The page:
A \(p \times p\) real Toeplitz matrix has elements \(A_{u v} = a_{u - v}\) and is fully defined by the elements of \(a_{n}\) for \(-p+1 \le n \le p-1\).

\[A = \begin{bmatrix} a_{0} & a_{-1} & a_{-2} & \cdots & a_{-p+1} \\ a_{1} & a_{0} & a_{-1} & \cdots & a_{-p+2} \\ a_{2} & a_{1} & a_{0} & \cdots & a_{-p+3} \\ \vdots & \vdots & \vdots & \ddots & \vdots \\ a_{p-1} & a_{p-2} & a_{p-3} & \cdots & a_{0} \end{bmatrix}\]

If this is a symmetric matrix then the signal has even symmetry \(a_{n} = a_{-n}\). This post is going to look at two ways of generating symmetric Toeplitz matrices which are positive semi-definite.

Auto-correlation of an infinite signal

One way to generate symmetric Toeplitz matrices which are positive semi-definite is to compute the auto-covariance of an infinite signal. An easy way to obtain an infinite signal is to use the periodic extension of a finite signal. The period \(m\) should be at least \(2p - 1\) to avoid periodic effects. If \(m = p\) then the matrix will be circulant Toeplitz. The Fourier transform can be used to compute the auto-correlation.

p = 100;
m = 2*p-1;
x = randn(m, 1);
a = ifft(conj(fft(x)) .* fft(x)) / m;
a = a(1:p);
A = toeplitz(a, a);

Sampled continuous function

It is possible to consider an infinite Toeplitz matrix with elements \(a_{n}\) for \(n \in \mathcal{Z}\). This matrix maps infinite sequences to infinite sequences such that \(y = A x\) implies

\[y_{u} = \sum_{v \in \mathcal{Z}} a_{u-v} z_{v} .\]

The infinite sequence \(a_{n}\) defines a \(2 \pi\)-periodic function in its discrete-time Fourier transform (DTFT)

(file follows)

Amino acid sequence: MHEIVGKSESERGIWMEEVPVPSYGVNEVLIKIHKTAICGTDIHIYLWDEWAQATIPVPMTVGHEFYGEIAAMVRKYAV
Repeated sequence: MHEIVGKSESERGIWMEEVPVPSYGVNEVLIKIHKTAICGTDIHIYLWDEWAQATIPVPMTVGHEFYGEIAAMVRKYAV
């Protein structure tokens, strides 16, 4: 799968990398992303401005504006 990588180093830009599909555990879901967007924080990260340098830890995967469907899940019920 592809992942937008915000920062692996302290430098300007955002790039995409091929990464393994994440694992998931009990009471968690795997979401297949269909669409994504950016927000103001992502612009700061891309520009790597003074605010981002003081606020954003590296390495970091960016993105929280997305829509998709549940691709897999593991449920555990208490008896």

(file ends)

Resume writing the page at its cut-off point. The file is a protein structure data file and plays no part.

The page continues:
\[\hat{a}(\theta) = \sum_{n \in \mathcal{Z}} a_{n} e^{-i n \theta} .\]

The values that this function takes in a period are the eigenvalues of the infinite Toeplitz matrix. Therefore, an infinite Toeplitz matrix will be positive semi-definite if and only if the DTFT of its elements is a non-negative function.

It can be shown that if a continuous function has a positive Fourier transform, then sampling the function will result in a sequence with a positive DTFT. The DTFT of a sampled continuous function \(a_{n} = x(n)\) can be written as the continuous transform of the function multiplied by a “Dirac comb” or “impulse train”

\[\hat{a}(\theta) = \sum_{n \in \mathcal{Z}} x(n) e^{-i n \theta} = \int_{t \in \mathcal{R}} x(t) \left[\sum_{n \in \mathcal{Z}} \delta(t-n)\right] e^{-i t \theta} dt .\]

Using the transform of a Dirac comb and the fact that multiplication in time is convolution in frequency,

\[\hat{a}(\theta) = \mathcal{F} \left\{ x(t) \sum_{n \in \mathcal{Z}} \delta(t-n) \right\}(\theta) = \sum_{n \in \mathcal{Z}} \hat{x}(\theta - 2 \pi n) .\]

Therefore if the continuous transform of \(x(t)\) is non-negative \(\hat{x}(\theta) \ge 0\), then the sequence obtained by sampling that function \(a_{n} = x(n)\) will have a non-negative DTFT \(\hat{a}(\theta) \ge 0\). This gives us many ways to construct infinite symmetric Toeplitz matrices which are positive semi-definite. For example, the elements can be sampled from a Gaussian (transform is a Gaussian), triangle (transform is a squared sinc), sinc (transform is a rectangle), squared sinc (transform is a triangle), cosine, sech, Laplacian density function, etc.

Finally, we need a way to go from infinite matrices to finite matrices. This is easily achieved using the fact that any subset of the rows and columns of a positive semi-definite matrix is itself semi-definite. If \(x^{T} A x\) for all \(x\), then \(y^{T} P^{T} A P y = (P y)^{T} A (P y) \ge 0\) for all \(y\). Therefore we can simply take a finite section of the infinite matrix and be guaranteed that it is positive semi-definite.

p = 100;
t = 0:p-1;
a = exp(-abs(t)/10);
A = toeplitz(a, a);

This gives us two alternative methods by which to obtain symmetric positive semi-definite Toeplitz matrices.